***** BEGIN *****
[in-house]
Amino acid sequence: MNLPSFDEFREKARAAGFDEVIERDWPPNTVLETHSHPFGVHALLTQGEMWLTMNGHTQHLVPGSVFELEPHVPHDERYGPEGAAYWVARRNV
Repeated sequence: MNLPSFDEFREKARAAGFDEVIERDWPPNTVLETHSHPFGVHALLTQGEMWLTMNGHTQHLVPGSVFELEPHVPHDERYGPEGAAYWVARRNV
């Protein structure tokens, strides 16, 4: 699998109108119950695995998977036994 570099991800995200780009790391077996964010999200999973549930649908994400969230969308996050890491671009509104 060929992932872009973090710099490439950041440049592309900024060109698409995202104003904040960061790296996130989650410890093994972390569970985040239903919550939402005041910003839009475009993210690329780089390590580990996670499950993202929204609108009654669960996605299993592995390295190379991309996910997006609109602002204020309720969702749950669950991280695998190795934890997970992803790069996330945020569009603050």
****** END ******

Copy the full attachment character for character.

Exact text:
[in-house]
Amino acid sequence: MNLPSFDEFREKARAAGFDEVIERDWPPNTVLETHSHPFGVHALLTQGEMWLTMNGHTQHLVPGSVFELEPHVPHDERYGPEGAAYWVARRNV
Repeated sequence: MNLPSFDEFREKARAAGFDEVIERDWPPNTVLETHSHPFGVHALLTQGEMWLTMNGHTQHLVPGSVFELEPHVPHDERYGPEGAAYWVARRNV
């Protein structure tokens, strides 16, 4: 699998109108119950695995998977036994 570099991800995200780009790391077996964010999200999973549930649908994400969230969308996050890491671009509104 060929992932872009973090710099490439950041440049592309900024060109698409995202104003904040960061790296996130989650410890093994972390569970985040239903919550939402005041910003839009475009993210690329780089390590580990996670499950993202929204609108009654669960996605299993592995390295190379991309996910997006609109602002204020309720969702749950669950991280695998190795934890997970992803790069996330945020569009603050």